In the same chapter "Zeus and the Earthquakes" of Zeus: a study in ancient religion, Vol. III, by Arthur Bernard Cook, quoted by @sand1 in his answer, the author says:
In point of fact, the earliest extant description of an earthquake
attributes the phenomenon, naively enough, to the action of Zeus, who
nods his head, shakes his hair, and thereby makes the mighty mass of
Mount Olympos to tremble.
Indeed, Homer in the Iliad tells us this about Zeus:
The son of Cronos spoke, and bowed his dark brow in assent, and the
ambrosial locks waved from the king's immortal head; and he made great
Homer, Iliad. 1.528
But, as you already mention in your question, Poseidon is called "Shaker of Earth" more than thirty times in the same work.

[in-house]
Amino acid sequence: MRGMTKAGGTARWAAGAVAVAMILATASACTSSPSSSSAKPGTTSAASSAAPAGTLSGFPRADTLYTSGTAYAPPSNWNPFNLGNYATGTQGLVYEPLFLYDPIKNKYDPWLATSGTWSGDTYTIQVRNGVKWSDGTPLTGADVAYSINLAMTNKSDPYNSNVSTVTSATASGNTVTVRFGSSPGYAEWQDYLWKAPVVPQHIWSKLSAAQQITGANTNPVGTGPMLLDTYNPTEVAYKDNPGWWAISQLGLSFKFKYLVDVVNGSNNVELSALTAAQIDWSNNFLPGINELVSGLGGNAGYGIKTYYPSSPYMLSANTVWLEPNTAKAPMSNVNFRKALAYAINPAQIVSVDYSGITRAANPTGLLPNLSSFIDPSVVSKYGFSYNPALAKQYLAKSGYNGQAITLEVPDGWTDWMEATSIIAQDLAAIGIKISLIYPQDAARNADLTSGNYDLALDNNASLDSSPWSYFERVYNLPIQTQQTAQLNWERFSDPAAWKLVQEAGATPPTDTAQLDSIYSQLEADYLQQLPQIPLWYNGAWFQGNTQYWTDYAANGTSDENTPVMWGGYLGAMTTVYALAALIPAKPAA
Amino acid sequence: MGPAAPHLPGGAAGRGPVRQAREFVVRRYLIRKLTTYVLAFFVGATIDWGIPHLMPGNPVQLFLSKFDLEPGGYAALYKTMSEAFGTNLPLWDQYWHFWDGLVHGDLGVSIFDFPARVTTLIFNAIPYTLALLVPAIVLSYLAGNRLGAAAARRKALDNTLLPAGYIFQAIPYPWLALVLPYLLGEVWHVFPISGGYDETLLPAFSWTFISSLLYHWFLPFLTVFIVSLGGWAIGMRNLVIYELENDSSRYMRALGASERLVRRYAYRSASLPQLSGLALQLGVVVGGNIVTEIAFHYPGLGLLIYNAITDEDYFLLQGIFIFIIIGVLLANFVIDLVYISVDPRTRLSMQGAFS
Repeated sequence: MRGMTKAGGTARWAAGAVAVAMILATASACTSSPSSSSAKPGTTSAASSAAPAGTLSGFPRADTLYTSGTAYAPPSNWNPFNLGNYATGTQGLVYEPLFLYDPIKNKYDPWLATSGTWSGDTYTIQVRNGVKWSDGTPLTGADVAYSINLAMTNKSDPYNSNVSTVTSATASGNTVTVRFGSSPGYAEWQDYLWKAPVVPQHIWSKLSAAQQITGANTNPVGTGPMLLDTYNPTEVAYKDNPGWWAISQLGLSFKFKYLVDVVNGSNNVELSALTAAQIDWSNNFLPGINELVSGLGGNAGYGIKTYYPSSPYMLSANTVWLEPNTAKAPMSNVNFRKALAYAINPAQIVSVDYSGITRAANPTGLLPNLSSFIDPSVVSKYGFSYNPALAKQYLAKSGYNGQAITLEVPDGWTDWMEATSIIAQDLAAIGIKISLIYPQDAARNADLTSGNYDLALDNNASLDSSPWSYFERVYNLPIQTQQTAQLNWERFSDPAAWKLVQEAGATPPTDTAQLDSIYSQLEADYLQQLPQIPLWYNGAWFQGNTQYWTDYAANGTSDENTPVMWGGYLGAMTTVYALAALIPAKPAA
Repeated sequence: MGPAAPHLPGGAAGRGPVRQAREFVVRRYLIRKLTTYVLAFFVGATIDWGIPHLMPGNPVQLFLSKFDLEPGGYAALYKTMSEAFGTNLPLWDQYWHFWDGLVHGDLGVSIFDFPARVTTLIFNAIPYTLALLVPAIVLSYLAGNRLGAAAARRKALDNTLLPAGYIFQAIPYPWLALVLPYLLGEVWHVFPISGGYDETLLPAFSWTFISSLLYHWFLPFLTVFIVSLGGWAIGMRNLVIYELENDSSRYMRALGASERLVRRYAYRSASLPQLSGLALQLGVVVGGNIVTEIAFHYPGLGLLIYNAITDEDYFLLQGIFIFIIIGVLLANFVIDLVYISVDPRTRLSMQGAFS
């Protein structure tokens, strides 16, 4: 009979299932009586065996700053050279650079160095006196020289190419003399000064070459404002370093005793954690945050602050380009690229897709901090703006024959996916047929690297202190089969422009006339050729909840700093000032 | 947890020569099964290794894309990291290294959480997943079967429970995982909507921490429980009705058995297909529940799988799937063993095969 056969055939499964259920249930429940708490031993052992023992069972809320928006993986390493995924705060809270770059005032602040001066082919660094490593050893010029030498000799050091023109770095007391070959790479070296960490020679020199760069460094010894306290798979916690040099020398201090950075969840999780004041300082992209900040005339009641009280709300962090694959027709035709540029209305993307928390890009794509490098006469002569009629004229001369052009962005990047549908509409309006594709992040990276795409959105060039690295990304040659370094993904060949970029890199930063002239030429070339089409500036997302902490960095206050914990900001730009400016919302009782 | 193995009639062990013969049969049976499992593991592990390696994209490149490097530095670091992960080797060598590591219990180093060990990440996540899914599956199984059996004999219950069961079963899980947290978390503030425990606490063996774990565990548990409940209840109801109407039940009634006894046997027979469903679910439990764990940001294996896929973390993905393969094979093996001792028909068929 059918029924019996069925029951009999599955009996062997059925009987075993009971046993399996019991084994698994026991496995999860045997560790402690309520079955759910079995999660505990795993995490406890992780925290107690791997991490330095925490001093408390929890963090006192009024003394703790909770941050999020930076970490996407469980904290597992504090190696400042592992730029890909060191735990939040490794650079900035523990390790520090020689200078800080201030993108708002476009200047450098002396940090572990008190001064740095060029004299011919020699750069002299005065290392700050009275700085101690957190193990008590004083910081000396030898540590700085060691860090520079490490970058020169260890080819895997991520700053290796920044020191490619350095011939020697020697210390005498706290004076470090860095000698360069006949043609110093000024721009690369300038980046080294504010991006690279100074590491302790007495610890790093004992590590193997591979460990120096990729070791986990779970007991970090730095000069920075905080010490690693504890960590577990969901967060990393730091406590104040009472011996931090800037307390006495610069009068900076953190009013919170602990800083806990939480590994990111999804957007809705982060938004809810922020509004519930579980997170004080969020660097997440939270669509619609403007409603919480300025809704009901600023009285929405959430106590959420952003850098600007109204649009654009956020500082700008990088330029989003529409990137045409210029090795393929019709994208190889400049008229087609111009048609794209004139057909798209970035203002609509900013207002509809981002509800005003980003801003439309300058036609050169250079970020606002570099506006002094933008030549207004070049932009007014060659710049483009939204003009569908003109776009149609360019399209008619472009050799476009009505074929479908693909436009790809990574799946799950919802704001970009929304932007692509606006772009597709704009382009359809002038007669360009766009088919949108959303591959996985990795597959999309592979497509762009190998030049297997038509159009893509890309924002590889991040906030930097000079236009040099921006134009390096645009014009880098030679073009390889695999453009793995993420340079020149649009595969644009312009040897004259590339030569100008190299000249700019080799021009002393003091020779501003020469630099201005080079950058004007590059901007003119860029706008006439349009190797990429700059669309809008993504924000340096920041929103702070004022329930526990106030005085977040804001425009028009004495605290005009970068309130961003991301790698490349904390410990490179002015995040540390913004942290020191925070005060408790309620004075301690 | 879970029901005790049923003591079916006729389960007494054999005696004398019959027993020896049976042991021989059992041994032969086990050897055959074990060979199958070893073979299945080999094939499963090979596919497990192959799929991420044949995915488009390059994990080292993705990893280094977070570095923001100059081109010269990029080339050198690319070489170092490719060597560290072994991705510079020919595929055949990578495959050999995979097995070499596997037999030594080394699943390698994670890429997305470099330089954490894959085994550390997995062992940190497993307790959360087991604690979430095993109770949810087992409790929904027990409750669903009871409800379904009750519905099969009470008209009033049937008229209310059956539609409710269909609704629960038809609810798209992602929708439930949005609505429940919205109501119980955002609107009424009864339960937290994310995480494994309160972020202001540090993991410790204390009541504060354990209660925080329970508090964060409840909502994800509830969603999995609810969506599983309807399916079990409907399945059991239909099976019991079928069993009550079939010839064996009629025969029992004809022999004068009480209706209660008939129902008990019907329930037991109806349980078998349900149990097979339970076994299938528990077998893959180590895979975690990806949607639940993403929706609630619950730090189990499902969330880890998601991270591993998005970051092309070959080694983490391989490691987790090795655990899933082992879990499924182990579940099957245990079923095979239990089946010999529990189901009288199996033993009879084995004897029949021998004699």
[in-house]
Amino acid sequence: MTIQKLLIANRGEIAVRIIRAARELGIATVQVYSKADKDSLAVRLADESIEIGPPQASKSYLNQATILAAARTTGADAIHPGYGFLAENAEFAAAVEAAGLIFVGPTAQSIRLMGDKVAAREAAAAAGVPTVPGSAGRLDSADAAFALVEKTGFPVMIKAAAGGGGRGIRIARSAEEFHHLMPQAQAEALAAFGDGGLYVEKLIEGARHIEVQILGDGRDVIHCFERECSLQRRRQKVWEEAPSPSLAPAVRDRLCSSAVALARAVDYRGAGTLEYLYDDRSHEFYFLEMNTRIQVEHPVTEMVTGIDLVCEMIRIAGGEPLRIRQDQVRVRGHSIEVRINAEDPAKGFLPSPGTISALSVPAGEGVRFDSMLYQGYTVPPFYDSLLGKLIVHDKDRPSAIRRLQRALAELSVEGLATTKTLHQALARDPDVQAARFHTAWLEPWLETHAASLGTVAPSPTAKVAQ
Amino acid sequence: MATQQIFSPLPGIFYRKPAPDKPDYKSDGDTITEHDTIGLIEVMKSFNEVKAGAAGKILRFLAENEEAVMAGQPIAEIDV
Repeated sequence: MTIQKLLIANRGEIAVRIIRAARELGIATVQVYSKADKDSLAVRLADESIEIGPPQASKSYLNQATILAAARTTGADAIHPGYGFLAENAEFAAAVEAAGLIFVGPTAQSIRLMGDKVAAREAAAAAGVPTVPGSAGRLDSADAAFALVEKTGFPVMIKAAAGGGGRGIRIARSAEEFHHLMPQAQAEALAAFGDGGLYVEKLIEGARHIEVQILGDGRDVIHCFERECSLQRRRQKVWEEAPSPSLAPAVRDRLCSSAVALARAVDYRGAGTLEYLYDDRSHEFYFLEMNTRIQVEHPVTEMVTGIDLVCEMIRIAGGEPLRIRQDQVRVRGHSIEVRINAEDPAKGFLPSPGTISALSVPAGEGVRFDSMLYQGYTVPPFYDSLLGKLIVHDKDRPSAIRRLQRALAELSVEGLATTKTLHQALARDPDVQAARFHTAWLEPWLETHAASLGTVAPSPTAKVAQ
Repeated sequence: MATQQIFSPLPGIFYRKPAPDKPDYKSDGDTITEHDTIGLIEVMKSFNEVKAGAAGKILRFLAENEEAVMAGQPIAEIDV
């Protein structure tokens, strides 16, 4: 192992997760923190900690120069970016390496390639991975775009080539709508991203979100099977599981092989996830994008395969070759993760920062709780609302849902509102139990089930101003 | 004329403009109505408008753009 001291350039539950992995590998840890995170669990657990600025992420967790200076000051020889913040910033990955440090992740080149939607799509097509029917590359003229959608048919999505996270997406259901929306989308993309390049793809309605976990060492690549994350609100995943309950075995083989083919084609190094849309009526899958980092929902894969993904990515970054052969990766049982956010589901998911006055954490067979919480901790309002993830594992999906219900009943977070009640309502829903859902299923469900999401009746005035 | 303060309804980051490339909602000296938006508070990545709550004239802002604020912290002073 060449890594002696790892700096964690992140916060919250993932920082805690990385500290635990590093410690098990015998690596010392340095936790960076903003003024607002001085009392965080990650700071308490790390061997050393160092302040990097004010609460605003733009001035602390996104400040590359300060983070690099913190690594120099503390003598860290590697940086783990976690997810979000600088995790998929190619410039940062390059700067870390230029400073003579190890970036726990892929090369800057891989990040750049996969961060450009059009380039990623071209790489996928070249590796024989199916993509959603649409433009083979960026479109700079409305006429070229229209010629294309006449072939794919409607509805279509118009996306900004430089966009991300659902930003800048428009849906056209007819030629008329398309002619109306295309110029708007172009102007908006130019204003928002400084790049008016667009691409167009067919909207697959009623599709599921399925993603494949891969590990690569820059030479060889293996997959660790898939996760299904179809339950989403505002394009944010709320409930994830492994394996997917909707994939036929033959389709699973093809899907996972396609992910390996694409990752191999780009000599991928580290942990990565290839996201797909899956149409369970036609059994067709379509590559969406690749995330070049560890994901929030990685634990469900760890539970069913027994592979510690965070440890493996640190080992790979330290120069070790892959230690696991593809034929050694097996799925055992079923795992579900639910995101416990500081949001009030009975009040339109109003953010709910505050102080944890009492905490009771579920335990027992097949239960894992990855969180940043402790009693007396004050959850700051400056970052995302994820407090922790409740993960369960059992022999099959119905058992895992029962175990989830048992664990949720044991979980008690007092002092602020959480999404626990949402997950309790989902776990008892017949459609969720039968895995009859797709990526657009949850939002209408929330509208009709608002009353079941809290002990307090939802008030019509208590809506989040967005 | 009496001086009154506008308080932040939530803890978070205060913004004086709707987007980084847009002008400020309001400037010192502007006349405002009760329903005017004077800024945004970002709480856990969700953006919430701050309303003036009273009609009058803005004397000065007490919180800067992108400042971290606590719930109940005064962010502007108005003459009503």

I wouldn't discard an earlier association between earthquakes and a chthonic Zeus but, during the classic period at least, "the Shaker of Earth" was definitively Poseidon.
Then, as @sand1 mentions in his answer, and quoting again from Zeus, a study in religion:
The fact is that, as the centuries went by, Poseidon lost while Zeus
gained in religious significance. Earthquakes came to be connected
less and less with the former, more and more with the latter.
The author then mentions a series of earthquakes, with the first examples attributed to Zeus dating from A.D. times.